I was here to witness “Mystic India: The World Tour,” a series of high-octane dance performances that combined regional folk dancing, exuberant tributes to Hindu gods and lively renditions of Bollywood classics.
Want to practice your photography skills in Mexico or cruise the Mediterranean? This month’s deals have you covered.
Art & Culture
Beijing and Shanghai: 36% off insider’s tour
Springtime in China package includes:
• 6 nights' accommodations, divided between Fairmonts in Beijing and Shanghai, provided by Kensington Tours, a bespoke outfitter with global expertise • Explore the M50 art district, Shanghai’s action-packed creative hub, with an in-the-know local • Airport meet and greet • Private guided tour of Beijing including stops at Tiananmen Square, the Forbidden City, the Temple of Heaven, the Summer Palace, and the Great Wall • Private excursion in Shanghai, including visits to Jade Buddha and Yuyuan Garden • Internal flights and chauffeured transfers
Cost: From $1,750 ($292 per night)
Book by April 30. Blackout dates apply: April 18–May 1.
One of the most anticipated new operas of 2014 has premiered at Madrid’s Teatro Real: Brokeback Mountain, with a libretto by Annie Proulx, based on her short story, and a score by American composer Charles Wuorinen. Brokeback Mountainis, of course, widely known because of the acclaimed 2005 film by Ang Lee that starred Heath Ledger and Jake Gyllenhaal, as Wyoming sheep-herders, who fall in love in a landscape and a time inhospitable to their passion.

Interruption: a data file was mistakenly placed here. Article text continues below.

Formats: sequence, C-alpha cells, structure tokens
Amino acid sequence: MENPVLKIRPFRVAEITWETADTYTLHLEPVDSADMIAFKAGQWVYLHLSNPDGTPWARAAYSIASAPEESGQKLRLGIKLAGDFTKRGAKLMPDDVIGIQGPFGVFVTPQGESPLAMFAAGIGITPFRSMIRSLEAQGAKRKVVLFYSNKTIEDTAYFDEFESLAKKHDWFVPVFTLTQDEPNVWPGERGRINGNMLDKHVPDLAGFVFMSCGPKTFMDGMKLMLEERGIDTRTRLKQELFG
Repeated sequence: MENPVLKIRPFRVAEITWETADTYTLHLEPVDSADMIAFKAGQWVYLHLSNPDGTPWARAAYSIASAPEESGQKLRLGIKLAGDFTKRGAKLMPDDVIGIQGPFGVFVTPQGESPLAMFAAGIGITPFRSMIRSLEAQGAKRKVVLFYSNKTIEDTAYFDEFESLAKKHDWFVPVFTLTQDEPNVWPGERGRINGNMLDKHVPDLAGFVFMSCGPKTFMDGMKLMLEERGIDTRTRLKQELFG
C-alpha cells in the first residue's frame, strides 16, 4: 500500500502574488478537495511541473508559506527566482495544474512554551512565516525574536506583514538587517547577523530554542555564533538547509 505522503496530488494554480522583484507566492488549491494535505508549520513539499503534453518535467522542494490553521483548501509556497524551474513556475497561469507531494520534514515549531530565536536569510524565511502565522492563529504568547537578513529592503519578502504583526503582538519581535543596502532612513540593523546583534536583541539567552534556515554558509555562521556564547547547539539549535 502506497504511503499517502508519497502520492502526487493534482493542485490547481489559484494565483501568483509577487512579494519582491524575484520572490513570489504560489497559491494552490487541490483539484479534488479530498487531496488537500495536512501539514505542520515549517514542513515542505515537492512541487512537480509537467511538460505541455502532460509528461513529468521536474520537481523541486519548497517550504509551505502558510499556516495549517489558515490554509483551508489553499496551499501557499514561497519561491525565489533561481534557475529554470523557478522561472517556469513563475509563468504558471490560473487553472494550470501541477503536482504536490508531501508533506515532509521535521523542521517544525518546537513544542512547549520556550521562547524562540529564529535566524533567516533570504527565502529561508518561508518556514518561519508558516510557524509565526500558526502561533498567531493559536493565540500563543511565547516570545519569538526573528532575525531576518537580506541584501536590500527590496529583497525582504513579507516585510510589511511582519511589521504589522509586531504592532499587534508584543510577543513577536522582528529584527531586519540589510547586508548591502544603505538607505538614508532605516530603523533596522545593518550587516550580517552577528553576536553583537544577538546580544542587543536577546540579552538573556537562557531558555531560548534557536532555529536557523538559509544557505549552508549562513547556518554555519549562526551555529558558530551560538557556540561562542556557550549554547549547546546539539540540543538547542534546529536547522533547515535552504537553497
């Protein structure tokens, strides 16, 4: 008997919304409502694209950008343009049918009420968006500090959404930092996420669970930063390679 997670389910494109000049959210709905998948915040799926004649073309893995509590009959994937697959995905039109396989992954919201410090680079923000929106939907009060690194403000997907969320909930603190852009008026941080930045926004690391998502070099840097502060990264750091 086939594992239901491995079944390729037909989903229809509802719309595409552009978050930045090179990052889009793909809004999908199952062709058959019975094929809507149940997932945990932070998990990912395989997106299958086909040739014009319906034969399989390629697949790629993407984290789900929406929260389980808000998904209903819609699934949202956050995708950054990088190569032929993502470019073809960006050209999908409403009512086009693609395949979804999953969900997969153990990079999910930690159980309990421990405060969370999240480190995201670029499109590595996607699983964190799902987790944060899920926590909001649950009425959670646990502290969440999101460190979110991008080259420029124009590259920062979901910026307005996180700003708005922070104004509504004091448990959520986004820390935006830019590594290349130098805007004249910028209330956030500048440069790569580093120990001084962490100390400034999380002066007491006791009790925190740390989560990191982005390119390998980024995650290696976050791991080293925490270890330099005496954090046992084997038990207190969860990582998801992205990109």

I love little towns with histories: quirky, literary, musical, genteel, revolutionary. Dockery Farms in Cleveland, Mississippi, is the plantation where Howlin’ Wolf, Charlie Patton, and all the blues guys worked. At night they’d play on the porch of a little juke joint. The music that came out of there is incredible. My dad was three when his family moved to Dyess, Arkansas, a colony created for poor families during the Depression. When I was 12, my dad took us for a visit. I couldn’t believe he’d grown up there. I’ve said no to almost all the Johnny Cash projects that have come across my plate, but when Arkansas State University bought the house and told me they wanted to restore it, I said, yeah, I’ll get involved.
If, like me, you’ve been rushing around before Sunday’s star-studded event to see this year’s batch of Academy Award-nominated films, then perhaps you’re craving a vacation. These five trips—all affordable and in the U.S.—are inspired by films nominated for Best Picture this year.
The T+L Trip: Suburban Massachusetts and Boston
The real life ABSCAM sting operation took place in New York and New Jersey, but much of David O. Russell’s crime drama was actually filmed in suburban Massachusetts. That dry cleaning branch? It’s Reliable Cleaners, between Natick and Framingham; Irving Rosenfeld’s modest house that he shares with wife Rosalyn is in tiny Medford. Boston’s Fairmont Copley Plaza makes a cameo (it’s where Irving and Lady Edith Greensly celebrate their newly launched London Associates partnership), and to mark the Academy Awards, the hotel is offering the Oscar Party Package. Rates from $759 include a stay in a one bedroom suite, popcorn snack, in-room champagne, and Red Carpet Bingo—or just pop into the hotel for a drink and a self-guided tour.